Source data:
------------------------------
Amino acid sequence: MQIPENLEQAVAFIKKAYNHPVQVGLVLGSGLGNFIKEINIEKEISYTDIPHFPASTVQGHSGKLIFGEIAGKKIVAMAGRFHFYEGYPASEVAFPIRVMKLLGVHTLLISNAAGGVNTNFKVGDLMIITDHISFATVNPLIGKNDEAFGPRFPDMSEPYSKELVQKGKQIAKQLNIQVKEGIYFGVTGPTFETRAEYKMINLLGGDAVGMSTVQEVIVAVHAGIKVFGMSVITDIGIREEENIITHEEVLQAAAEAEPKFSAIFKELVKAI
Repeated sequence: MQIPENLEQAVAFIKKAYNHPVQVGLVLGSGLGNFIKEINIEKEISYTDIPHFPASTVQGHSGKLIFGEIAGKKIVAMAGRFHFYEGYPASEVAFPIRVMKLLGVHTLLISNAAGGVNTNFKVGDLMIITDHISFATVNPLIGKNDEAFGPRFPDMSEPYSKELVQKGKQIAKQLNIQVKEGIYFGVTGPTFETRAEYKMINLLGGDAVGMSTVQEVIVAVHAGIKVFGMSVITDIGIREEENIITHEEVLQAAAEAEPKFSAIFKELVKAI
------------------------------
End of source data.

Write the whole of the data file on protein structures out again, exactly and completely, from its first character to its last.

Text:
Amino acid sequence: MQIPENLEQAVAFIKKAYNHPVQVGLVLGSGLGNFIKEINIEKEISYTDIPHFPASTVQGHSGKLIFGEIAGKKIVAMAGRFHFYEGYPASEVAFPIRVMKLLGVHTLLISNAAGGVNTNFKVGDLMIITDHISFATVNPLIGKNDEAFGPRFPDMSEPYSKELVQKGKQIAKQLNIQVKEGIYFGVTGPTFETRAEYKMINLLGGDAVGMSTVQEVIVAVHAGIKVFGMSVITDIGIREEENIITHEEVLQAAAEAEPKFSAIFKELVKAI
Repeated sequence: MQIPENLEQAVAFIKKAYNHPVQVGLVLGSGLGNFIKEINIEKEISYTDIPHFPASTVQGHSGKLIFGEIAGKKIVAMAGRFHFYEGYPASEVAFPIRVMKLLGVHTLLISNAAGGVNTNFKVGDLMIITDHISFATVNPLIGKNDEAFGPRFPDMSEPYSKELVQKGKQIAKQLNIQVKEGIYFGVTGPTFETRAEYKMINLLGGDAVGMSTVQEVIVAVHAGIKVFGMSVITDIGIREEENIITHEEVLQAAAEAEPKFSAIFKELVKAI